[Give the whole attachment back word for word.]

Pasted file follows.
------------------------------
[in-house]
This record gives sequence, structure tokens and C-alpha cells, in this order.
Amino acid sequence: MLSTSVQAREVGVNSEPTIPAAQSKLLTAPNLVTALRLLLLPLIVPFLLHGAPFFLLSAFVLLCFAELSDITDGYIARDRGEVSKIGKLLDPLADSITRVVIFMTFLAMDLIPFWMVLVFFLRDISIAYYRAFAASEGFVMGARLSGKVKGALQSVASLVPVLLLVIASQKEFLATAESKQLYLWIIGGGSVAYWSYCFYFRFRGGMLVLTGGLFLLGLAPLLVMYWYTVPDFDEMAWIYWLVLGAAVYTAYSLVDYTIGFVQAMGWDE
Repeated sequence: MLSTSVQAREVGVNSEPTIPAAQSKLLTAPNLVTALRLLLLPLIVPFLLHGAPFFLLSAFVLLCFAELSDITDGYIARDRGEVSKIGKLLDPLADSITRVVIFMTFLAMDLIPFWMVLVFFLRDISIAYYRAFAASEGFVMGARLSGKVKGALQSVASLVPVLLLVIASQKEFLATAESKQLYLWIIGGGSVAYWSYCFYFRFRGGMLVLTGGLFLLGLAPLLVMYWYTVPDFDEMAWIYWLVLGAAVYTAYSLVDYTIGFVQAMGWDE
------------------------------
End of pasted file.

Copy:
[in-house]
This record gives sequence, structure tokens and C-alpha cells, in this order.
Amino acid sequence: MLSTSVQAREVGVNSEPTIPAAQSKLLTAPNLVTALRLLLLPLIVPFLLHGAPFFLLSAFVLLCFAELSDITDGYIARDRGEVSKIGKLLDPLADSITRVVIFMTFLAMDLIPFWMVLVFFLRDISIAYYRAFAASEGFVMGARLSGKVKGALQSVASLVPVLLLVIASQKEFLATAESKQLYLWIIGGGSVAYWSYCFYFRFRGGMLVLTGGLFLLGLAPLLVMYWYTVPDFDEMAWIYWLVLGAAVYTAYSLVDYTIGFVQAMGWDE
Repeated sequence: MLSTSVQAREVGVNSEPTIPAAQSKLLTAPNLVTALRLLLLPLIVPFLLHGAPFFLLSAFVLLCFAELSDITDGYIARDRGEVSKIGKLLDPLADSITRVVIFMTFLAMDLIPFWMVLVFFLRDISIAYYRAFAASEGFVMGARLSGKVKGALQSVASLVPVLLLVIASQKEFLATAESKQLYLWIIGGGSVAYWSYCFYFRFRGGMLVLTGGLFLLGLAPLLVMYWYTVPDFDEMAWIYWLVLGAAVYTAYSLVDYTIGFVQAMGWDE